The Sexy Side Of UK Horror - The Vampire Lovers (1970)
These films turned both Christopher Lee and Peter Cushing into international icons.
As the decades passed, the market for campy horror began to fade and the studio found itself making their films racier and racier in an attempt to keep up with the times and lure more people into movie theater seats. These more erotic takes on classic horror themes, proved initially profitable, but ultimately lead to the studios demise. Seems that movie goers of the time preferred a good fright to naked women.
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In 2009 Marcus Hearn cast a spotlight on the unsung heroines of these now iconic horror films in his book, "Hammer Glamour."
The cover of the book features a rather titular photograph of on of the most infamous of these UK scream queens, Madeline Smith, who's most iconic role was as lesbian blood sucker (yes, I said 'blood sucker') in the 1970 film, "The Vampire Lovers."
Tim Masters of the BBC caught up with Smith and interviewed her about time in from of the camera for Hammer.
Here are some excerpts from that interview:
That's a striking front cover photograph - what do you remember about it?
What I remember is hating that dress. I thought, 'I can't wear that - what on earth am I going to wear under it?'
I have no idea where we were, on a set or a commercial, it certainly wasn't a Hammer film. I remember being photographed in that, and I remember pulling these terrible expressions.
I used to get rung up from time to time by these photographers. Mostly they came along and took photographs of me on my bed in my bedroom.
What's your earliest memory of Hammer?
I had secretly yearned to be in one of these horror films, but because I was so innocent, gormless and untried in every sense I had no idea what a bordello scene was, or why I was in that extraordinary little outfit... but I knew how to pull gormless faces.
Shortly after, I was given the part in The Vampire Lovers.
The Vampire Lovers was a much more adult direction for Hammer in 1970...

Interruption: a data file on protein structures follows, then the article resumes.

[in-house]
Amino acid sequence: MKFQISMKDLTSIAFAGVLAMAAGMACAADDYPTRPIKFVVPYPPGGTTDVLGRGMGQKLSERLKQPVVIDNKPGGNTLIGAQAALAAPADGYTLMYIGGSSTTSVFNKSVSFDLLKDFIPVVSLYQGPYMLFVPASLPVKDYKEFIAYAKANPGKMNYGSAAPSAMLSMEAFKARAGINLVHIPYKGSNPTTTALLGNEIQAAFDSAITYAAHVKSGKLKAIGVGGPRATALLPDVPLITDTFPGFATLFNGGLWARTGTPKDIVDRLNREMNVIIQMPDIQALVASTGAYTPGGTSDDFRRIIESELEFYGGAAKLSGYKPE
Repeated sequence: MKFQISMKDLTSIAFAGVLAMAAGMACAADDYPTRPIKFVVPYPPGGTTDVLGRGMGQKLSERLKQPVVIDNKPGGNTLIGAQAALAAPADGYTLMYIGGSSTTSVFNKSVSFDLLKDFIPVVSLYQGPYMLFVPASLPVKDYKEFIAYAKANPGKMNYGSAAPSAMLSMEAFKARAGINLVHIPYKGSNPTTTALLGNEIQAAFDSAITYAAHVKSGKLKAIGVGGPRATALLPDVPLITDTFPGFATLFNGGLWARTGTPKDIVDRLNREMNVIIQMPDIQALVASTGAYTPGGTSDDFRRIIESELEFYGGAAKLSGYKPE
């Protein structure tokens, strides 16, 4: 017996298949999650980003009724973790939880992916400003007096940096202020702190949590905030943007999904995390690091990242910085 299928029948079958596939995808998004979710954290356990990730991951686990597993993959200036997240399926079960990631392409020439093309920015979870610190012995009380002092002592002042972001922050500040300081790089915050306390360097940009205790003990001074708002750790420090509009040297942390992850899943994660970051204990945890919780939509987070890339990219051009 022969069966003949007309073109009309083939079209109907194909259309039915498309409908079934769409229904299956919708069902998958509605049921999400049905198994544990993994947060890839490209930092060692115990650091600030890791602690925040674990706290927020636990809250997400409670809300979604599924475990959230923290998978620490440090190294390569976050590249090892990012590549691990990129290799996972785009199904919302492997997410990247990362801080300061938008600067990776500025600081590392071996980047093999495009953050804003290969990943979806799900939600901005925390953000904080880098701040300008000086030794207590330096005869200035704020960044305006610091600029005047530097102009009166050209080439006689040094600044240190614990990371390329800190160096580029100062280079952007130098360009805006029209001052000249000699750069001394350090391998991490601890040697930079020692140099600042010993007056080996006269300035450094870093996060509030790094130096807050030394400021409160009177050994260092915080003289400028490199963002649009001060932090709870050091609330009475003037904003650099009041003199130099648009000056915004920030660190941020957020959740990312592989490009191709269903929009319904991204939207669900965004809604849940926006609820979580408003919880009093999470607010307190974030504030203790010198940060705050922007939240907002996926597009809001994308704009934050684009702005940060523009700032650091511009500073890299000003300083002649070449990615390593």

I have to remind you of my previous remark about being completely gormless and innocent - we've only moved on about three months.
I got a very worried phone call from the producer who said he was concerned about my lack of bosom. He said 'we like you a lot, but we don't think you are voluptuous enough'.
I reassured him, and then I scuttled off to Hornby and Clarke dairy round the corner and I bought every yogurt I could find and stuffed myself like you might fatten cattle, and it worked!
As you see [motions to book cover], need I say more?
Looking back at films like The Vampire Lovers, do you feel you were exploited?
I was a very willing exploitee - I didn't mind at all. My main point of existence is to make people laugh and I was able to use those bosoms later for comedy, I was the foil in a lot of comedy shows and sketches and I have absolutely no regret about being 'sexploited'.
Others I know take against it. I didn't mind looking womanly, that's not ever been concern of mine - but it is for others, and good for them.
Did you get much fan reaction when the films came out?
There was no great marketing machine or PR in those days. You did your photo session, but there were no videos or DVDs in those days. Your fan base was actually very small.
A lot of these films crept out with no premiere and because Hammer was very, very, very low budget there were no first nights. It's really TV that's brought about my fan base. It's wonderful - I'm ancient now and I've got far more fans and far more mail than I ever had.
In Styria, Austria, General von Spielsdorf gives a party and a countess explains to him that she needs to travel immediately to visit a relative that is ill. She leaves her daughter Marcilla under the care of the General. Marcilla befriends his daughter Laura and then the teenager has nightmares, where she is attacked by a dreadful creature. The doctor finds that Laura is anemic and soon she dies. Marcilla leaves the house and the countess fakes a carriage accident to leave Marcilla, now known as Carmilla, with the wealthy Mr. Roger Morton. Camilla befriends Emma Morton and soon she starts having nightmares. Her governess Madame Perrodot is seduced by Carmilla and helps her to be close to Emma. Mr. Morton travels and the butler Renton and the doctor suspect that Madame Perrodot might be a vampire but they do not suspect of Carmilla. Will Emma be saved from Carmilla?
James Carreras rejected a suggestion that Bond girl Shirley Eaton play the lead on the grounds that she was too old. Ingrid Pitt, actually older than Eaton, was eventually cast.
This film was given an R rating by the Motion Picture Association of America due to the vampire bites inflicted on the women's bosoms.
The role of the Man in Black was offered to Christopher Lee but he declined the role and John Forbes-Robertson was cast instead. Forbes-Robertson would also later replace Lee in Hammer's The Legend of the 7 Golden Vampires (1974).
While filming, Ingrid Pitt and the girls have a great deal of trouble getting through scenes without giggling. In the scene where Ingrid has to drink from Kate O'Mara, her vampire teeth kept falling out and into Kate's cleavage. She eventually had to steal some gum from one of the stagehands to stick the fangs back in.